And as we welcome people from around the world to make B.C. their home, we need to ensure newcomers can put their ideas, energy, and skills to work.
To that end, your government will fully fund adult basic education and ESL programs, and continue to expand the system of credit recognition so that fewer are left on the sidelines.
And while B.C. continues to grow, the benefits also come with real challenges – especially for affordability.
Despite actions that have had a real impact, housing affordability remains a particular challenge for far too many people.
Your government’s singular goal is to ensure housing is affordable for British Columbians.
We all want to live in communities that are culturally and economically diverse, so we must ensure the middle class is not pushed out of urban real estate markets. Our kids want to be able to live in the communities they grew up in, and we all want to live in communities where our kids can live too.
Last year, your government invested $900 million into building new affordable supportive housing across the province. People will begin to move into these 5,000 new units over the coming months.
The single most important action governments can take to make housing more affordable is to work with local governments and the private sector to increase supply.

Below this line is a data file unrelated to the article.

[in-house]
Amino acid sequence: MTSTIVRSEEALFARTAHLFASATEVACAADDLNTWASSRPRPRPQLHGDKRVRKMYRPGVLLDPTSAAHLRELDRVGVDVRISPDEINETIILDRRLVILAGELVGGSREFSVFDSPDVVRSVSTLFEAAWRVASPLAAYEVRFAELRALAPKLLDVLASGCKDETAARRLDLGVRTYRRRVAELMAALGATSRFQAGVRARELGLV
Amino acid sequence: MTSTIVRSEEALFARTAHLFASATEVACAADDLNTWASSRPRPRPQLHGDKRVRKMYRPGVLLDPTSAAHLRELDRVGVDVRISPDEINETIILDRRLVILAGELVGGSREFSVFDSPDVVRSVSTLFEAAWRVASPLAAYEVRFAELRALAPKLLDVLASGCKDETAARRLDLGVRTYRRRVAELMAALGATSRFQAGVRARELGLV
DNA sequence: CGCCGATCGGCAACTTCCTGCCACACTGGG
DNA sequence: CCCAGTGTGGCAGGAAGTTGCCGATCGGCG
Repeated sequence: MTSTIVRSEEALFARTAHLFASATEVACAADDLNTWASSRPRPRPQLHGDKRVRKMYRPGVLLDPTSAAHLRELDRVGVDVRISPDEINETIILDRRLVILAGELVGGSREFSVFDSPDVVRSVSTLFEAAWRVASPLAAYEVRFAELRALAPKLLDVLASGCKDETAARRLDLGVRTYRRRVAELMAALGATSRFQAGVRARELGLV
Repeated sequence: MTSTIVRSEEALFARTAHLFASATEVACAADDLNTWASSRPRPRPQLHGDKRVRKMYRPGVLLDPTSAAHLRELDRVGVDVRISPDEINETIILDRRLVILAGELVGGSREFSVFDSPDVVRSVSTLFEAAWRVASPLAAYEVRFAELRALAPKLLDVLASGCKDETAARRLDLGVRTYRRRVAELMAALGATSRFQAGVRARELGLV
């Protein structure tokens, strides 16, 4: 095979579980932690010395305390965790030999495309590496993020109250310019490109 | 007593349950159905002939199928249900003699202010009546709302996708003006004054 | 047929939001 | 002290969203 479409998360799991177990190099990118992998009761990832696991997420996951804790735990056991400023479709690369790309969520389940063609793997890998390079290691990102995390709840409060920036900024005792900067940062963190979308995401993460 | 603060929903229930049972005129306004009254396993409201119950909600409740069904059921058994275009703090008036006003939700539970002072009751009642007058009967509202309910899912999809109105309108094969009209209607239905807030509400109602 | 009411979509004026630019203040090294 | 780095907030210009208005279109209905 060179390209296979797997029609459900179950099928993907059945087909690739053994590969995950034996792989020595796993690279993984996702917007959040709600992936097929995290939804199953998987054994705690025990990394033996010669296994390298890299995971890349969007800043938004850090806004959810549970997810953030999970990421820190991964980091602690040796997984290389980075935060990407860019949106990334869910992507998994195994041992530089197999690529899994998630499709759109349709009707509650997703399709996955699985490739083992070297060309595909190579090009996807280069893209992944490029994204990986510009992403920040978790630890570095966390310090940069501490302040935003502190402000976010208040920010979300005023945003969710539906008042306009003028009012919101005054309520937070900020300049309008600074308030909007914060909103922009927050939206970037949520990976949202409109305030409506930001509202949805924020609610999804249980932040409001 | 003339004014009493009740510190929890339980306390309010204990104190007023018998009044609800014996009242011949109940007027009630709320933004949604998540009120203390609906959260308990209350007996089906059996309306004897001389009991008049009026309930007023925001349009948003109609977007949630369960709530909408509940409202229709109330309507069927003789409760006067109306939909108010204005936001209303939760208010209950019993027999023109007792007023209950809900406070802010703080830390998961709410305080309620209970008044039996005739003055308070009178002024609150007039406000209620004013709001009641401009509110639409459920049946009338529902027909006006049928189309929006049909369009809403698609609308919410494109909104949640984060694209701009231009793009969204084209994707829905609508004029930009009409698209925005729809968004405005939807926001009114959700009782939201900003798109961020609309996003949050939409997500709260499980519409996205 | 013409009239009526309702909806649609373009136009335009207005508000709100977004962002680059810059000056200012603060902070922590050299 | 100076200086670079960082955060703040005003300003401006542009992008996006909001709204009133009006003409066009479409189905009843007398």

With the confidence of this House, your government will work with local governments and the private sector to increase the supply of family and starter housing for middle income earners, especially along new transit lines and corridors.
Your government will work with the private sector to build 50,000 units of new housing across the province over 10 years that will go into a new Rent-to-Own home program available to middle class families. The program will help middle class renters grow equity through their monthly rent payments until they are in a position to own the home.
With the confidence of this House, your government will work with and support municipalities to remove obstacles and eliminate backlogs to speed up the construction of new housing supply, especially for families.
To better protect renters, your government will:
- prohibit landlords from skirting rent control protections when term leases expire; and